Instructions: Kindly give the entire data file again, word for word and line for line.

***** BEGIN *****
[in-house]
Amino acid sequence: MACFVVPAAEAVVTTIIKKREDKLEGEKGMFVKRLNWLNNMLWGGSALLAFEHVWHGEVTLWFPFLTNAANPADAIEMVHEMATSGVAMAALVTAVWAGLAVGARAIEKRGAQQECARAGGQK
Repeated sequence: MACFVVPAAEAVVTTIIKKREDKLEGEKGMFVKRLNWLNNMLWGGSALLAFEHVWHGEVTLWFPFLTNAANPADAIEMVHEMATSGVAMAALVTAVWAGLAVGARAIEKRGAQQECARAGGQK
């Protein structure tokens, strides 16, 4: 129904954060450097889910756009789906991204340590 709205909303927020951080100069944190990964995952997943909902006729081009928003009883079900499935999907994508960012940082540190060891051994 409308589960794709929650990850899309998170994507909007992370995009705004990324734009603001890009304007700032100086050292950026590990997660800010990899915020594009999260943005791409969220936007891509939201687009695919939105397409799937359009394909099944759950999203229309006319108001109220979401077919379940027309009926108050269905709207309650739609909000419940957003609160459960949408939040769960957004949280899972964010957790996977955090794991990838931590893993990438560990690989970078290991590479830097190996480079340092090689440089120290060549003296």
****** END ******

[in-house]
Amino acid sequence: MACFVVPAAEAVVTTIIKKREDKLEGEKGMFVKRLNWLNNMLWGGSALLAFEHVWHGEVTLWFPFLTNAANPADAIEMVHEMATSGVAMAALVTAVWAGLAVGARAIEKRGAQQECARAGGQK
Repeated sequence: MACFVVPAAEAVVTTIIKKREDKLEGEKGMFVKRLNWLNNMLWGGSALLAFEHVWHGEVTLWFPFLTNAANPADAIEMVHEMATSGVAMAALVTAVWAGLAVGARAIEKRGAQQECARAGGQK
């Protein structure tokens, strides 16, 4: 129904954060450097889910756009789906991204340590 709205909303927020951080100069944190990964995952997943909902006729081009928003009883079900499935999907994508960012940082540190060891051994 409308589960794709929650990850899309998170994507909007992370995009705004990324734009603001890009304007700032100086050292950026590990997660800010990899915020594009999260943005791409969220936007891509939201687009695919939105397409799937359009394909099944759950999203229309006319108001109220979401077919379940027309009926108050269905709207309650739609909000419940957003609160459960949408939040769960957004949280899972964010957790996977955090794991990838931590893993990438560990690989970078290991590479830097190996480079340092090689440089120290060549003296």